Create a Pilot Network of Three Nodes
To accelerate beyond current biomanufacturing programs and efforts, the first three nodes of the BioNETWORK should be constructed in three new disparate geographic regions (i.e., East, Midwest, West, or other locations with relevant feedstocks, workforce, or component infrastructure) to show the networking capabilities for distributed manufacturing. The scale of funding required to design, construct, and deploy the first three nodes is $500 million. The initiation and construction of the BioNETWORK should commence within six months. The DOE should lead the initiation and deployment of the technical construction of the BioNETWORK through Theme 2 of their Biomanufacturing goals, which “seeks alternative processes to produce chemicals and materials from renewable biomass and intermediate feedstocks by developing low-carbon-intensity product pathways and promoting a circular economy for materials.” Each node should create regional partnerships that have four entities (a physical manufacturing facility, a cell programming entity, an academic research and development entity, and a workforce/resource entity). All four entities will contain both physical facilities such as industrial fermentation and wet lab space, as well as the workforce needed to run them. On top of the pilot nodes, a science and technology/engineering integrator of the system should be identified to coordinate the effort and lead security/safety efforts for the physical network. Construction of the initial BioNETWORK should be completed within two years.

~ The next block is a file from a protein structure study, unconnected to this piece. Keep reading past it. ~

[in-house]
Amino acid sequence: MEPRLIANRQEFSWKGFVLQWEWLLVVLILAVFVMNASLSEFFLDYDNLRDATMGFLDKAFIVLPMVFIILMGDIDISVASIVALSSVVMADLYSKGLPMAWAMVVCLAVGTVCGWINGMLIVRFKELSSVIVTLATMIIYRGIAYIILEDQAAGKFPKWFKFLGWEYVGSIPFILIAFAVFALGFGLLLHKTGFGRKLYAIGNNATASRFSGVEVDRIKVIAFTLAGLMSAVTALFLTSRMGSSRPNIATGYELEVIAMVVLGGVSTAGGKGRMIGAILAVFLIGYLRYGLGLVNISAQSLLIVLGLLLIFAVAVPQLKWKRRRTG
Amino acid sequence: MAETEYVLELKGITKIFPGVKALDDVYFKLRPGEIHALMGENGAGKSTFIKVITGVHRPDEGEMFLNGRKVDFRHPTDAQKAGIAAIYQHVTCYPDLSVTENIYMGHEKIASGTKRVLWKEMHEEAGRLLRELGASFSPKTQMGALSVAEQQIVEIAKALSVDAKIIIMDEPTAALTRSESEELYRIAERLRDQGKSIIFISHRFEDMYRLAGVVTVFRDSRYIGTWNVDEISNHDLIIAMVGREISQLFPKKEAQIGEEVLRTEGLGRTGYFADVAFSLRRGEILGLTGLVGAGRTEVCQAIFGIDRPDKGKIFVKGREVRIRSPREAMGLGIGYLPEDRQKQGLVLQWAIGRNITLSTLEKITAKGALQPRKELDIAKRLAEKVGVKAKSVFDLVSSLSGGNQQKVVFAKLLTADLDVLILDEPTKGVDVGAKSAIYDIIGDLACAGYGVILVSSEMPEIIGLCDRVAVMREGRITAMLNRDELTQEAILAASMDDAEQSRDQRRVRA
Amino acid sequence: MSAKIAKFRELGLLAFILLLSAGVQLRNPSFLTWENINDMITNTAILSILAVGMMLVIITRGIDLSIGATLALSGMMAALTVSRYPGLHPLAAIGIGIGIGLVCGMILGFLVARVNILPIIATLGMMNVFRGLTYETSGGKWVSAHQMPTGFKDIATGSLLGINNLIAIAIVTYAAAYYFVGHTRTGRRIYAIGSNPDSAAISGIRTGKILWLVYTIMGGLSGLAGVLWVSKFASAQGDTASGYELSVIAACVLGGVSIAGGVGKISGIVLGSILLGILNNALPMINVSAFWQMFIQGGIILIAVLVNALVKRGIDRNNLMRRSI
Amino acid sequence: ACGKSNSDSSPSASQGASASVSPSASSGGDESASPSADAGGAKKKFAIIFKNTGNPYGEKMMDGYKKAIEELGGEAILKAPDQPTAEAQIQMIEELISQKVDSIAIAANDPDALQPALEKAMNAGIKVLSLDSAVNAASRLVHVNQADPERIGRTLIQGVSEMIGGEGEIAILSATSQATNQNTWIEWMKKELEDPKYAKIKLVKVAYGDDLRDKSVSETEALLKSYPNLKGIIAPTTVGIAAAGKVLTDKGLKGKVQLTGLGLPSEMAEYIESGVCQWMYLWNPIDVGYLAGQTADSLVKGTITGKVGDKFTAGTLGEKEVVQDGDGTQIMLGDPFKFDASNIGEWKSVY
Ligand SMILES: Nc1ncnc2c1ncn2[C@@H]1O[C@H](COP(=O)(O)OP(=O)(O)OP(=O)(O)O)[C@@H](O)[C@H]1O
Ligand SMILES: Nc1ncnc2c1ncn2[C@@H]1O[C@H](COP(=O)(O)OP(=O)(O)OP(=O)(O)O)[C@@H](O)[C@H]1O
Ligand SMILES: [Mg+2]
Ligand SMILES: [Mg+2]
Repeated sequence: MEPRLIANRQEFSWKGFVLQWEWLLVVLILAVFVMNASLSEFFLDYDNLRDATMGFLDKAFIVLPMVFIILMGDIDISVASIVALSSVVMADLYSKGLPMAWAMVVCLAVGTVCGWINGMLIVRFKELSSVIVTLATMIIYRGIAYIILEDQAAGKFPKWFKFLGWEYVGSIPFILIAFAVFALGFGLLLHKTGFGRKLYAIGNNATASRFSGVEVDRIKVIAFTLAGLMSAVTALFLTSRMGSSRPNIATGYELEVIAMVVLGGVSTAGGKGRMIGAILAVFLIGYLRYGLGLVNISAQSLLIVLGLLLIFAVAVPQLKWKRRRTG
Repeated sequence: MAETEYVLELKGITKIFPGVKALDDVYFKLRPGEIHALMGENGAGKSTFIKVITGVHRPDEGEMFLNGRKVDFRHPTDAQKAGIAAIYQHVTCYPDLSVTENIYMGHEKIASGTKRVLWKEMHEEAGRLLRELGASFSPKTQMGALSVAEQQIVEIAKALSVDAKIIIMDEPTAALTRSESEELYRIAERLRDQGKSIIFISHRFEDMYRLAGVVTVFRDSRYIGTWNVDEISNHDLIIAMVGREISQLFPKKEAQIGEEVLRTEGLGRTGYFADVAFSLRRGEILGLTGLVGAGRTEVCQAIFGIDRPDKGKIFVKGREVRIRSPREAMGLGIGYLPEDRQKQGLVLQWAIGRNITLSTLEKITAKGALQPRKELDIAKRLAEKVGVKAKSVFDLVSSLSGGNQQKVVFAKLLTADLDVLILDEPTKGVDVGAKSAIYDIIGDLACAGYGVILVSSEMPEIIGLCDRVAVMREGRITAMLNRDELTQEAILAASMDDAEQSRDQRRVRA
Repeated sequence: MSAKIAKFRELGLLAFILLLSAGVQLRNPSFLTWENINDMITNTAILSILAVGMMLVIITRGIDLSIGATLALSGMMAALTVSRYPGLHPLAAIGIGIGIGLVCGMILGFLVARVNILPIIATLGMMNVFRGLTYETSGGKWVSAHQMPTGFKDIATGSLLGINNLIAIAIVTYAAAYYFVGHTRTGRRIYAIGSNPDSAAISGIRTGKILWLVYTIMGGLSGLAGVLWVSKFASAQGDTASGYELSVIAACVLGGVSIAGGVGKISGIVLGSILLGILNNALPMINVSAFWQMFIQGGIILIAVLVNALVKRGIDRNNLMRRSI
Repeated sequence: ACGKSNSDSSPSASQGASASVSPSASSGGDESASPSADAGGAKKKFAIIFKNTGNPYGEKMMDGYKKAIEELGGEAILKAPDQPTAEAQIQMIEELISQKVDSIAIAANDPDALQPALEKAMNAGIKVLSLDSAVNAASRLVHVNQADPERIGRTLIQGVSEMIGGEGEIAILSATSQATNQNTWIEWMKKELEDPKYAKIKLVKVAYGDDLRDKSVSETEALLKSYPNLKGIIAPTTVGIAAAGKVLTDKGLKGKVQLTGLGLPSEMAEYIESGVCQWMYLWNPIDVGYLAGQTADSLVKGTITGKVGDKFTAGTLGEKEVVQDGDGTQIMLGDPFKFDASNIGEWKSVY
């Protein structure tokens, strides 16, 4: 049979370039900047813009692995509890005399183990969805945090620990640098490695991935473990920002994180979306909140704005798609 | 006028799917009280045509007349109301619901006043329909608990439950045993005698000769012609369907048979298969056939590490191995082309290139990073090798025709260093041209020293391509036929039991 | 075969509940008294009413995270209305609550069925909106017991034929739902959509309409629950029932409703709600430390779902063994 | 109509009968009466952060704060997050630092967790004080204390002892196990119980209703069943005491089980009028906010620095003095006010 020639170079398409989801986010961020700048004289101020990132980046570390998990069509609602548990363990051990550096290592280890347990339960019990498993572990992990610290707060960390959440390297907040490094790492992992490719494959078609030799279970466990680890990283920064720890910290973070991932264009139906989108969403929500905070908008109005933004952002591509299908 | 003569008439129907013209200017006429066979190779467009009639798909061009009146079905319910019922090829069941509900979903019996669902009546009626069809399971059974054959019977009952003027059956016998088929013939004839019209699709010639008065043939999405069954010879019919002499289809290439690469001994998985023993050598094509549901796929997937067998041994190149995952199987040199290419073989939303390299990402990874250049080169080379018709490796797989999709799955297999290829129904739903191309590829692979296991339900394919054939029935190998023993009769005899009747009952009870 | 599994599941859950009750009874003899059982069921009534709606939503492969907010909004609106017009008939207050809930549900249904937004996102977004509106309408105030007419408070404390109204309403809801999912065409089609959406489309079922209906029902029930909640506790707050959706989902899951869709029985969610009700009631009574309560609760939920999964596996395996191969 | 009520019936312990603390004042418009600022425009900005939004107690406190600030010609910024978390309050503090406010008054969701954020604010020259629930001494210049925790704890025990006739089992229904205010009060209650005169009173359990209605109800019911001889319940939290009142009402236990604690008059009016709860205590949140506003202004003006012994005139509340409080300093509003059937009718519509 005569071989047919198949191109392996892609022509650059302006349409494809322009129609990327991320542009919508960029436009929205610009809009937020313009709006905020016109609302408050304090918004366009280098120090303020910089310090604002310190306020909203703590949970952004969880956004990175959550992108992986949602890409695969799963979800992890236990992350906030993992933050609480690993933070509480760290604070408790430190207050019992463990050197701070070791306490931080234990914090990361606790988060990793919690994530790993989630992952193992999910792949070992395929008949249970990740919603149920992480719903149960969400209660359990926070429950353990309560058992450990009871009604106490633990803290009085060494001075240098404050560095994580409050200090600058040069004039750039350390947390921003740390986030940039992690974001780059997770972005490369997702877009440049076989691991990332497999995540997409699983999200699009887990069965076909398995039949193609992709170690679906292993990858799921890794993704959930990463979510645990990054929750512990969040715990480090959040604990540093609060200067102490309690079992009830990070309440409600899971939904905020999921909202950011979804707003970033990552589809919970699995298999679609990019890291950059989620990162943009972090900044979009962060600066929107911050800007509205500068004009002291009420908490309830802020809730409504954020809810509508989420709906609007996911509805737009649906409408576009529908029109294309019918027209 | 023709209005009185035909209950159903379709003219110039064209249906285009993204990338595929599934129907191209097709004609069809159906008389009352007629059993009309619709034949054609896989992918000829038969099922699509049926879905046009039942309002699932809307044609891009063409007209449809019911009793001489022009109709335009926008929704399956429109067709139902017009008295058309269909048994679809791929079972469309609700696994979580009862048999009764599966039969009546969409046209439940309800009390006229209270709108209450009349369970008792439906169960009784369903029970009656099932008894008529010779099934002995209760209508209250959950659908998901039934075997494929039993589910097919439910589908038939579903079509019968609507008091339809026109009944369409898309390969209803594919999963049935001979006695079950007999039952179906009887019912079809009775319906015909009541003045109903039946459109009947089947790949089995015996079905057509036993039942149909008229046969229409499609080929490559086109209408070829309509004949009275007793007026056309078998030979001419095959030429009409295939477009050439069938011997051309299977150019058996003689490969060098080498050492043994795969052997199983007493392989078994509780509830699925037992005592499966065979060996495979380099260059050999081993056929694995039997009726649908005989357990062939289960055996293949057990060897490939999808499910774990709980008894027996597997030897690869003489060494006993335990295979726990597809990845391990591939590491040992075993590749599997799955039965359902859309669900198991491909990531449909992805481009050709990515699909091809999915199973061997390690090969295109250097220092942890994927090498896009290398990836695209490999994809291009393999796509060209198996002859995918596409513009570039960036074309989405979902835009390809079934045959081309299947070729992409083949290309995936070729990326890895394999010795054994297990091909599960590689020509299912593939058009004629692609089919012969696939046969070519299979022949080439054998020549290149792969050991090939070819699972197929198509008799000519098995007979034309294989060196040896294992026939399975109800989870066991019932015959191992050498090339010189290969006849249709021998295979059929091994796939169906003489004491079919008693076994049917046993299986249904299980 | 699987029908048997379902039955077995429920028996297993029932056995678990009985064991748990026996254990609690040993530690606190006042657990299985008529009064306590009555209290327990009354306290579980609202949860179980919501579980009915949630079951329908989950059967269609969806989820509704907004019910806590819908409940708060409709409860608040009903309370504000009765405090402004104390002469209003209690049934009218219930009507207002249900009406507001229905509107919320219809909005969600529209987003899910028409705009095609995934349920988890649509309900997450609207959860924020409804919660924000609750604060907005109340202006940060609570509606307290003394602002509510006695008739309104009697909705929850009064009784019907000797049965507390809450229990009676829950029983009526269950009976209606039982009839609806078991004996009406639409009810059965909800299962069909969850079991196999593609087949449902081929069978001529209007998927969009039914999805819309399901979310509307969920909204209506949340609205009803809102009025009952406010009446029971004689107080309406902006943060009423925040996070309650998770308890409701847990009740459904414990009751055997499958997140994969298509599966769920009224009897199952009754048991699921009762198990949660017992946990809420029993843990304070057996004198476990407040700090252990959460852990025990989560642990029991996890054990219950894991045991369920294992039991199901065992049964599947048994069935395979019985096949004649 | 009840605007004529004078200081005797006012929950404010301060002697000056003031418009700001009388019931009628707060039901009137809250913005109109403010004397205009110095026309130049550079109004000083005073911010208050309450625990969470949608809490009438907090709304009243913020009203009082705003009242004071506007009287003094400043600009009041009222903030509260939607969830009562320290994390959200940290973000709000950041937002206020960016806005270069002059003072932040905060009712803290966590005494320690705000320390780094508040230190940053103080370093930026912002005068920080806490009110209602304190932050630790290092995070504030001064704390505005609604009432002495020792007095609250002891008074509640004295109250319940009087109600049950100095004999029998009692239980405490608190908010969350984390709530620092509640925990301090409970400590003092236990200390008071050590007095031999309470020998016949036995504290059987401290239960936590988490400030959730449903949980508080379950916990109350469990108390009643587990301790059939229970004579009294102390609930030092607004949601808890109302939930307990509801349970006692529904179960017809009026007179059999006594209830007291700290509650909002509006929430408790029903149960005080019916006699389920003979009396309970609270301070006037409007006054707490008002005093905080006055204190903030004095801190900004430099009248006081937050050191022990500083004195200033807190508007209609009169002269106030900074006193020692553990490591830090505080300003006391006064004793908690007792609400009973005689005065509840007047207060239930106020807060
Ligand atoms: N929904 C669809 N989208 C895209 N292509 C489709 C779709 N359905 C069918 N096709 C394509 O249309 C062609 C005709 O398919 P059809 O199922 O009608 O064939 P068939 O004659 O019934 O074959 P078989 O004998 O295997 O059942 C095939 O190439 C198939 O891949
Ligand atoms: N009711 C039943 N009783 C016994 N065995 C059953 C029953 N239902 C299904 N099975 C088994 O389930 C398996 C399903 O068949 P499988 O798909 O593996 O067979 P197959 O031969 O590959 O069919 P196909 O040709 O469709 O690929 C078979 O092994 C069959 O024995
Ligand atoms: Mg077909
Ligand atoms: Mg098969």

Achievement of the BioNETWORK goals requires the design plan to:
- Leverage and use regional feedstocks and reagents across the U.S. as inputs to bioproduction to create robustness in the earliest steps of manufacturing.
- Automate the integrated use of small, intermediate, and large-scale biomanufacturing facilities so that they are effective, stable, scalable, and safe for biomanufacturing demand.
- Parallelize scheduling of infrastructure and resources to minimize delays in production and maximize capacity and product diversity.
- Incorporate methods for replication when it comes to selection and design of microbial strains, cell free systems, and sequences of known function.
- Reuse waste streams to create circular economies.
- Include infrastructure biomanufacturing standards from NIST.
The BioNETWORK construction milestones should fulfill the White House OSTP bold goals through new capabilities delivered via distributed manufacturing infrastructure:
- Networked data for distributed biomanufacturing—“establishing a Data Initiative to ensure that high-quality, wide-ranging, easily accessible, and secure biological data sets can drive breakthroughs for the U.S. bioeconomy.”